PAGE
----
The claimed spirit control of the medium Mina Stinson
Crandon, popularly known as ‘‘Margery,’’ the name used by
those who investigated her early in the twentieth century. ‘‘Walter’’
was identified with Walter Stinson, the medium’s brother,
who had died in a railway accident in 1911 at the age of 28. He
manifested at a séance for the first time during his sister’s visit
to a clairvoyant. ‘‘Walter’’ furnished proofs of personal identity
and took charge of Crandon’s sittings.
‘‘Walter’’ was described as a spirit communicator, active,
having a keen sense of humor, showing no pretence of saintliness,
and, on occasions, swore and cursed. He was supposedly
highly intelligent and full of energy and curiosity. He never
pretended to know whether he could accomplish something
new, but was always ready to try and was gratified at his own
Supposedly, ‘‘Walter’’ gave the impression that he himself
was learning about conditions while giving a demonstration. ‘‘I
don’t give a damn about convincing the public or anyone. You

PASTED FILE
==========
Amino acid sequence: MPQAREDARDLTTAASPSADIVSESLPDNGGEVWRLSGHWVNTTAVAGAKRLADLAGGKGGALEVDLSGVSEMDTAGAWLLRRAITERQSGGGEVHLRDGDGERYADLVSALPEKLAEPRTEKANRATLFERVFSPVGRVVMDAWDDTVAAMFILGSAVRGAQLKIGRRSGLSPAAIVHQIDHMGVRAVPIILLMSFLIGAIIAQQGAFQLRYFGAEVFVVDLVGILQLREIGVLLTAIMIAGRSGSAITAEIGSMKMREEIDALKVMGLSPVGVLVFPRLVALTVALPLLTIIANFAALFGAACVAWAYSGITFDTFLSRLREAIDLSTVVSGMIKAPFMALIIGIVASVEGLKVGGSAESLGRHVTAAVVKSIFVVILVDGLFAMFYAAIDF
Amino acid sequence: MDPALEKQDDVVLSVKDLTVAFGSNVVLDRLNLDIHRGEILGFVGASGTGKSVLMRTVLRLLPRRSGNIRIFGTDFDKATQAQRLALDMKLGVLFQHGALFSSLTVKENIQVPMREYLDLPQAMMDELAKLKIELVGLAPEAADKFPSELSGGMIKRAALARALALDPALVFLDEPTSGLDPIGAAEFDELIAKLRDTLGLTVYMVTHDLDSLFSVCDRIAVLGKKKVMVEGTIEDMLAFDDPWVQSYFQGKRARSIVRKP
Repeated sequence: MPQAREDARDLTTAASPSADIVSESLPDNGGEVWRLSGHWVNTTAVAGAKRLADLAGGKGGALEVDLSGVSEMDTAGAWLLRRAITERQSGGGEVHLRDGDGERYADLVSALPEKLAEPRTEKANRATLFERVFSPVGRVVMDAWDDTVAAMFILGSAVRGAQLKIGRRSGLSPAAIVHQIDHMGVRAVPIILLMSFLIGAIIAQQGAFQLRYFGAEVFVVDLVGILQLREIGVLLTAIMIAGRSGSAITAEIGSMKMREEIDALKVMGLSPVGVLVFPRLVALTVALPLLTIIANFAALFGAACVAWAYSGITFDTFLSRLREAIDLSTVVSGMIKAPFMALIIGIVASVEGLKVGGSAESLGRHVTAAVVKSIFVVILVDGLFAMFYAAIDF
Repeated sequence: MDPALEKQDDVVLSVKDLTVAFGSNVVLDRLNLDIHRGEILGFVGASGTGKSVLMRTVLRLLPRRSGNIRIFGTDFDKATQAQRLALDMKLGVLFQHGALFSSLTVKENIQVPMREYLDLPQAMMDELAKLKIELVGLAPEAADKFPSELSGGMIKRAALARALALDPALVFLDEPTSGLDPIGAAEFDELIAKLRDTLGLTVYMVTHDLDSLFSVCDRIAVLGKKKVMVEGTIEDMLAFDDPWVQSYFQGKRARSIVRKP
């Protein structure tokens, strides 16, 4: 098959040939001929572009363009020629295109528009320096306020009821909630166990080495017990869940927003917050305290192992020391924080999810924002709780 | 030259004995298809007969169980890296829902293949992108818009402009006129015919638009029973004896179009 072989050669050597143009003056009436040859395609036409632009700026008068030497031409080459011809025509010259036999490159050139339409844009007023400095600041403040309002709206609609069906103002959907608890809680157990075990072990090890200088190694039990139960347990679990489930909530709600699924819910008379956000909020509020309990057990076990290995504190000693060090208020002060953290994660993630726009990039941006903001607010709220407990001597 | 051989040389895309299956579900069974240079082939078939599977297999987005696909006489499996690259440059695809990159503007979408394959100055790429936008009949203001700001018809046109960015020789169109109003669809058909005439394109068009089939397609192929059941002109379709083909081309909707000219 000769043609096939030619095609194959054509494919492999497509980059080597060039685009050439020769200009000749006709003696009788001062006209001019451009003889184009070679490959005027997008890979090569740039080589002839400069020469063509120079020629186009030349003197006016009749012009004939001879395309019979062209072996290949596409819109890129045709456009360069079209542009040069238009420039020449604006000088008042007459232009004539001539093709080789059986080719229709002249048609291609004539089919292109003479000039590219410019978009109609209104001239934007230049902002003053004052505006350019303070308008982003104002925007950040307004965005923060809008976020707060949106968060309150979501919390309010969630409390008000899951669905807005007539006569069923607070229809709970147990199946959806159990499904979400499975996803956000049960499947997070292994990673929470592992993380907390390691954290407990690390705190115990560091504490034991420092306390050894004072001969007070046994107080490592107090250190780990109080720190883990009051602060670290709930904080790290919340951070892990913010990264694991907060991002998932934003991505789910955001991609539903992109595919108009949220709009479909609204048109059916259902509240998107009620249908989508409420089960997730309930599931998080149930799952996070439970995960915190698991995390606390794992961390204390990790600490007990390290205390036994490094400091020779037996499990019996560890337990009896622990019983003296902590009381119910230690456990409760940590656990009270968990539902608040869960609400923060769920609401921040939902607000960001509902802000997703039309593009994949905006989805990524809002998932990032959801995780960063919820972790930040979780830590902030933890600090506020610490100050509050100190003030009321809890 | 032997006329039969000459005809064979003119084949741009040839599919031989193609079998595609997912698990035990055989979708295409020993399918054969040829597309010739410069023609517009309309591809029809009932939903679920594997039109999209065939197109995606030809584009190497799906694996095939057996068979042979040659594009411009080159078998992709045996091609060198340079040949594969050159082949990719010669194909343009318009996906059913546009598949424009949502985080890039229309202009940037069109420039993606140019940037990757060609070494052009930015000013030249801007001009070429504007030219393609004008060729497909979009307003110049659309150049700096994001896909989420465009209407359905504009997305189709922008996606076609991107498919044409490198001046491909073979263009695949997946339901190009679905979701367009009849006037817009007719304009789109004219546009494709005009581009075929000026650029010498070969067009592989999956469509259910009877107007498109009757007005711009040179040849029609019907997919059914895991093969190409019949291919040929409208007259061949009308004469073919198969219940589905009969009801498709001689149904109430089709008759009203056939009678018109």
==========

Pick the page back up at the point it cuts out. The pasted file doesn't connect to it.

have no idea why I am here,’’ he said once.
Reportedly, ‘‘Walter’’ often threatened the sitters ‘‘When
this is done I am going away, and I shan’t come back. My crowd
came here because we liked you people, and you kept us here
working at this damned thing.’’ However, he never kept this
threat. It is believed the satisfaction that his increasing dexterity
gave him in producing high-grade psychic phenomena was
enough to bind him to the ‘‘Margery’’ circle.
He introduced many new features into the experiments,
provided cross correspondences, and gave his fingerprints
(see plastics). These fingerprints were later found to be those
of another living individual, prompting accusations that Crandon’s
mediumship was partly or wholly fraudulent.
‘‘Walter’’ was also manifested at Glen Hamilton’s circle in
Winnipeg, being the chief control of the medium ‘‘Mary M.’’
Bird, J. Malcolm. ‘Margery’ the Medium. New York Maynard,
Tietze, Thomas R. Margery. New York Harper & Row,